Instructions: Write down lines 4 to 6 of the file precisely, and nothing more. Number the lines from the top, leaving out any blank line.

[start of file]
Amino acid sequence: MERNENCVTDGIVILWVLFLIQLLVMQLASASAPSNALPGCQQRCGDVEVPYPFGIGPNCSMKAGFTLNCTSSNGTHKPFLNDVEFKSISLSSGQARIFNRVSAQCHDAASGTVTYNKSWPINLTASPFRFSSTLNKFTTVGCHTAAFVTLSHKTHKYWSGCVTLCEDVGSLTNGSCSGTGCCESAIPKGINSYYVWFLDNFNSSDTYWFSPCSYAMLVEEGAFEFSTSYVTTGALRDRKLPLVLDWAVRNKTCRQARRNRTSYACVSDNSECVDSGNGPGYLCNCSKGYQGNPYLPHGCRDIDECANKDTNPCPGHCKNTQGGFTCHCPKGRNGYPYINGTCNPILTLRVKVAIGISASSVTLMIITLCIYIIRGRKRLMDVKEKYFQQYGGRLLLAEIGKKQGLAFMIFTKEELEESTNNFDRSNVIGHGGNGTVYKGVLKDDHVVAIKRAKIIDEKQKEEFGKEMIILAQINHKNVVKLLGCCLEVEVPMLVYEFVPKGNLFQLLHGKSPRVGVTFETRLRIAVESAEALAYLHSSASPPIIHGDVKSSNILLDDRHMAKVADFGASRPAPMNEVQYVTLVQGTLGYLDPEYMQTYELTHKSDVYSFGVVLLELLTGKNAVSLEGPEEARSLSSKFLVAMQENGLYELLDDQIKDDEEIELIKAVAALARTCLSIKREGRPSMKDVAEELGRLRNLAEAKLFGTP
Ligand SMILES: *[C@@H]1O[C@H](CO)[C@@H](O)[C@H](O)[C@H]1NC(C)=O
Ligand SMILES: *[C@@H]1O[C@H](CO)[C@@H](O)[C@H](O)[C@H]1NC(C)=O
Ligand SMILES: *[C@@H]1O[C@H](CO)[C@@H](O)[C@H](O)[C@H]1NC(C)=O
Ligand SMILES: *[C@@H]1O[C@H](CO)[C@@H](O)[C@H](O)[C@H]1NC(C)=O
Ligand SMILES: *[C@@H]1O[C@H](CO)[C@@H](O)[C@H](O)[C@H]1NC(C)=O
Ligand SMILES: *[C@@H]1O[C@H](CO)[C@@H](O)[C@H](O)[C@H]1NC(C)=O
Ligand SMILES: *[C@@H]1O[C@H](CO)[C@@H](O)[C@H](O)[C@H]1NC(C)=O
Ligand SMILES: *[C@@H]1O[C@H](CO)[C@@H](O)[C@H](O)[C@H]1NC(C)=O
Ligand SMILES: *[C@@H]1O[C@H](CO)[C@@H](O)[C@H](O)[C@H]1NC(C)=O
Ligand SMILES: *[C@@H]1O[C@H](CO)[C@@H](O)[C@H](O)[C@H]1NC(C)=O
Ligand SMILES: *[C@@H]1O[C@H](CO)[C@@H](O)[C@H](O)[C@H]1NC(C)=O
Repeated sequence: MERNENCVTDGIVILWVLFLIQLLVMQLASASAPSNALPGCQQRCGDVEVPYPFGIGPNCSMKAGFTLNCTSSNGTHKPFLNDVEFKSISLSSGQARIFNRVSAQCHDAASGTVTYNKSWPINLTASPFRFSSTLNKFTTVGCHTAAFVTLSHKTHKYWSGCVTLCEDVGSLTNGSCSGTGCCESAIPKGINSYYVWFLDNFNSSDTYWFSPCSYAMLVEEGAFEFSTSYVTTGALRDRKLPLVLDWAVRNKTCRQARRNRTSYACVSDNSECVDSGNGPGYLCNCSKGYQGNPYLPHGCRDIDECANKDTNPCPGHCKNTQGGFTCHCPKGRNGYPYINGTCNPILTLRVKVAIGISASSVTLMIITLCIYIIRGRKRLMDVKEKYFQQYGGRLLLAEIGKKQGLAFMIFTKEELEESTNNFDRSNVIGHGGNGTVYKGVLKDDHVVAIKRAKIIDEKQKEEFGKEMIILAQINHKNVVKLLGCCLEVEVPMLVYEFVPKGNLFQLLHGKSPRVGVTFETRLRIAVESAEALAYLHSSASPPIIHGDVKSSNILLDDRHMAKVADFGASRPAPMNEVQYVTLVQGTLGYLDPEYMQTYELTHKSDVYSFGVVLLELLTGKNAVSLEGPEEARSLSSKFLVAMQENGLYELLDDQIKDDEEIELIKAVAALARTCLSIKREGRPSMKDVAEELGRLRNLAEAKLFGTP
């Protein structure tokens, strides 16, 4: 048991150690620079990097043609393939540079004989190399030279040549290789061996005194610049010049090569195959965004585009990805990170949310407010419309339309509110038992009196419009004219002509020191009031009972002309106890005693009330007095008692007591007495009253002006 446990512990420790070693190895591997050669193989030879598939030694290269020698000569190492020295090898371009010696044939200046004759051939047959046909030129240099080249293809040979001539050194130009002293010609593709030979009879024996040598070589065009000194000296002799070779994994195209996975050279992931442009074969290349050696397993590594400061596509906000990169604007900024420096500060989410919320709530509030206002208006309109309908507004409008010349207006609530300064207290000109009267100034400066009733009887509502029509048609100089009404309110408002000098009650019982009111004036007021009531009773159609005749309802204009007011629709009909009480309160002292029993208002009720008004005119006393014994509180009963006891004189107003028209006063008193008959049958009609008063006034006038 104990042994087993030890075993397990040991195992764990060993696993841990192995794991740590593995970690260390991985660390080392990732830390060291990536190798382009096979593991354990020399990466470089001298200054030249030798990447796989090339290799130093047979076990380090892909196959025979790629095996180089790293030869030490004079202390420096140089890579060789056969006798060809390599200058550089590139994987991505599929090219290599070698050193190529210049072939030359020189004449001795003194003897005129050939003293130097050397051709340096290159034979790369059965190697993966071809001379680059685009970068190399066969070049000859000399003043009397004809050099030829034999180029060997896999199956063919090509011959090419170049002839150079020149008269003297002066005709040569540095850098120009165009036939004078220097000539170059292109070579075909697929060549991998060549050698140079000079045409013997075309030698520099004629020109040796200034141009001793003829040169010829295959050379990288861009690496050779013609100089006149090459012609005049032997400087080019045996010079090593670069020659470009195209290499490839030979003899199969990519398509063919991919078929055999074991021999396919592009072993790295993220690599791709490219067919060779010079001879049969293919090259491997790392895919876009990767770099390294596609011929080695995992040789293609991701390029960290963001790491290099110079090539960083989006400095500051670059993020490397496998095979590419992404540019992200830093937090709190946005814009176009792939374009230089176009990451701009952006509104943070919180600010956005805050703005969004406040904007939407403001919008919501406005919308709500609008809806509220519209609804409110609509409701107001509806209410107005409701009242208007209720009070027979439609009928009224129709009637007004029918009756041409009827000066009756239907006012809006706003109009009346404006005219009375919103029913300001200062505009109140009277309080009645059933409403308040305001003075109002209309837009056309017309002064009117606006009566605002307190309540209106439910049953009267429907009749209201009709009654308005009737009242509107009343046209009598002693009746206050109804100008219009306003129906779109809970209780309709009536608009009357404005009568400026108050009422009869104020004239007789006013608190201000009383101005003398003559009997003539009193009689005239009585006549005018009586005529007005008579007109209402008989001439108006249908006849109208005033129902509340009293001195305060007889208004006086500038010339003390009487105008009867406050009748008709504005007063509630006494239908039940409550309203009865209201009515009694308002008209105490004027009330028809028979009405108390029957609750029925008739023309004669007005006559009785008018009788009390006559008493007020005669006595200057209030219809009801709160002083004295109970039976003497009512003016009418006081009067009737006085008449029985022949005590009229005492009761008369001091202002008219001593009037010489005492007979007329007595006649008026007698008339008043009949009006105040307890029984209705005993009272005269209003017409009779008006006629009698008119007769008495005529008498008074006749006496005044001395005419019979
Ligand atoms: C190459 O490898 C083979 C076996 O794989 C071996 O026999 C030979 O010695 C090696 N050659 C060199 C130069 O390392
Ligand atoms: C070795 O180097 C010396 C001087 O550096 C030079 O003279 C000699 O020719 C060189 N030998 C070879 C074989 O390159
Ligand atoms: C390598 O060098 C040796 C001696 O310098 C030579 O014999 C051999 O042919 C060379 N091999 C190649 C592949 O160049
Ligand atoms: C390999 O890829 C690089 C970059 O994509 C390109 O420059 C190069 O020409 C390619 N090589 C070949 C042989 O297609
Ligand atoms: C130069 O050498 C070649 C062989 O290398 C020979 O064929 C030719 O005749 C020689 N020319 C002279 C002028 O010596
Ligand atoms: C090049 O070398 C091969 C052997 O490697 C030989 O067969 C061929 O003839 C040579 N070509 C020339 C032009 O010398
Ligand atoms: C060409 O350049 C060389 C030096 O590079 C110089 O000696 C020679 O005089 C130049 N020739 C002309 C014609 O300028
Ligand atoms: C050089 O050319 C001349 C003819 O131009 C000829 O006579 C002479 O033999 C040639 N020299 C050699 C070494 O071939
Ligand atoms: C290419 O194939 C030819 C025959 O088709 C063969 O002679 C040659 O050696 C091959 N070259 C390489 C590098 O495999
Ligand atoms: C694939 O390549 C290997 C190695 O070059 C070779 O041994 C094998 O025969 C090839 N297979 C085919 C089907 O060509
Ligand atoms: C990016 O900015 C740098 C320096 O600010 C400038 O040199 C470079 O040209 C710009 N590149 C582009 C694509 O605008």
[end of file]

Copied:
Ligand SMILES: *[C@@H]1O[C@H](CO)[C@@H](O)[C@H](O)[C@H]1NC(C)=O
Ligand SMILES: *[C@@H]1O[C@H](CO)[C@@H](O)[C@H](O)[C@H]1NC(C)=O
Ligand SMILES: *[C@@H]1O[C@H](CO)[C@@H](O)[C@H](O)[C@H]1NC(C)=O